Georgian architecture doorway

James Joyce Literary trail

On the Saturday morning of the St Patrick’s weekend, we made our way into town to do the James Joyce literary walking tour.  It’s run by the James Joyce centre which is based in a beautiful Georgian house on North Great Georges street, which is only a five minute walk from O’Connell Street in Dublin.  The street where the centre is based, North Great Georges Street, is an excellent example of 18th century architecture and the street itself is worth viewing.

Georgian street in North Dublin City
North Great Georges Street

For directions, click here.  The James Joyce Centre has exhibitions and hosts events connected to Joyce and his work all year round.

Joyce literary exhibition centre
James Joyce Centre on North Great Georges Street, Dublin

The tour is run once a week at 11 am on Saturdays mornings in the Autumn and Winter and three times a week in the Spring and Summer. The tour costs €10 euros each and lasts 90 minutes.  For the tour schedule, you can check out the James Joyce website here. The tour we did was based on Joyce’s short stories The Dubliners.

The tour is based around the north side of Dublin city centre and takes in some of the streets and buildings connected with Joyce’s life and the characters in The Dubliners short stories.  In  a way not much has changed since Joyce wrote The Dubliners, parts of the northside of the Liffey are still as gritty and ramshackled, as when Joyce wrote about it.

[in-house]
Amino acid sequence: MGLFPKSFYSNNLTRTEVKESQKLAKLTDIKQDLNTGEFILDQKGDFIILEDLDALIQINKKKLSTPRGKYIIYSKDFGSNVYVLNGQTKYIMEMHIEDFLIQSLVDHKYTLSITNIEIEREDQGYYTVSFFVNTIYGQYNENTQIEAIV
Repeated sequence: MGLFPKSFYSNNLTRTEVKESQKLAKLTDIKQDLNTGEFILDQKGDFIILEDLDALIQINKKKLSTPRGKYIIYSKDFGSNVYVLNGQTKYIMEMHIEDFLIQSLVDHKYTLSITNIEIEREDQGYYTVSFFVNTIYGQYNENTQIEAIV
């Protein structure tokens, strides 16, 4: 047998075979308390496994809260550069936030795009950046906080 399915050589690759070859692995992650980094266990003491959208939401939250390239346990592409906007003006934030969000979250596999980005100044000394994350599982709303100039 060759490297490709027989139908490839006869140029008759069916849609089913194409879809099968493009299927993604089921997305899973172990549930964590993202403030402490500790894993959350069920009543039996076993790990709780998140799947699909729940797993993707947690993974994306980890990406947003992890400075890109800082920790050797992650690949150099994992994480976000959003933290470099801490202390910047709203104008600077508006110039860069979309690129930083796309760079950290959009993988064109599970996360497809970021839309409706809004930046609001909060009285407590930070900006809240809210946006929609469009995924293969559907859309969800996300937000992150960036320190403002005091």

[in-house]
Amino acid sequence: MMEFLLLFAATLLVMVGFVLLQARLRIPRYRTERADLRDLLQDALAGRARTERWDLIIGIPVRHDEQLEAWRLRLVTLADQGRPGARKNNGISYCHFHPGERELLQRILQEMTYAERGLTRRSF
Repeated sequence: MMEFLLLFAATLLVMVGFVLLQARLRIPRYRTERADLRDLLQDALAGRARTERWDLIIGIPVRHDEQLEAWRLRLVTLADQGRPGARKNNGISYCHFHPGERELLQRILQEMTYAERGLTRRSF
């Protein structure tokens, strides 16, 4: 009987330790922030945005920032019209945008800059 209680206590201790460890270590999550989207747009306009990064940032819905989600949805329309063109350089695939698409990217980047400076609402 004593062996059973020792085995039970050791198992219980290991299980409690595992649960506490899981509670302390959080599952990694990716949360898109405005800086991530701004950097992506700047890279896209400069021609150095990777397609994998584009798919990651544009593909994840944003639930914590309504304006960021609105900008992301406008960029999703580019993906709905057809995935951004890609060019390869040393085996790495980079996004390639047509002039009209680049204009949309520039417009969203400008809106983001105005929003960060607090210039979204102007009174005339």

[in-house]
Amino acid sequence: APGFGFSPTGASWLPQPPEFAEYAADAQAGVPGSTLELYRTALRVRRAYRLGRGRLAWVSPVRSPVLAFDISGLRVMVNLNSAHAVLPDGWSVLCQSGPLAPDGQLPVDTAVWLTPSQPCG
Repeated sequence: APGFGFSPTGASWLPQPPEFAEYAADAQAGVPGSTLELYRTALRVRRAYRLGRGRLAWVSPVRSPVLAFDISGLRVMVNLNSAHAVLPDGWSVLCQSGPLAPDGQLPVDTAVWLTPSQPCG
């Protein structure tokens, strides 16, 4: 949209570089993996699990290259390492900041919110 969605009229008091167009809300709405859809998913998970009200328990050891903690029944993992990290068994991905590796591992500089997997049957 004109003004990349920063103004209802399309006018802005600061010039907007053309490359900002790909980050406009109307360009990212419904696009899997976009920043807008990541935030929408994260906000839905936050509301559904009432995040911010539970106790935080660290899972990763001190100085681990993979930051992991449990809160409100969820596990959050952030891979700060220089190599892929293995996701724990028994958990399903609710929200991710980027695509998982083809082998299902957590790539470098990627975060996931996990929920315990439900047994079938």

Old Dublin brothel referenced in Ulysses
No 4 Hardwicke Street Dublin, Boarding House referenced in The Dubliners

The tour guide was very knowledgeable and even though we hadn’t read any of Joyce’s work yet, the tour guide gave a background on the characters and events in the book and to the social history of Dublin at the time, which was really insightful.  All I really knew about Joyce  before the tour, was connected to the novel Ulysses and that the book is quite hard to read and the annual Bloomsday, where people dress up in Edwardian costume and do the Ulysses literary trail, roaming around Dublin for the day, which actually sounds like a lot of fun and I would be very tempted to do this year.

Images from James Joyce Literary tour

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We found out a lot about Joyce’s life and I have a greater understanding now of why Joyce’s statue on North Earl street is called “The Prick with the Stick”.   Joyce was a controversial figure and he wrote stories that were critical and showed the grittier side to Dublin, that people did not like.  The walking tour is well worth doing, even if you haven’t read any of his books, you won’t need to have a degree in English Literature, just an interest in Joyce and the social history of Ireland.

For more information, check out James Joyce website and Facebook page.



 

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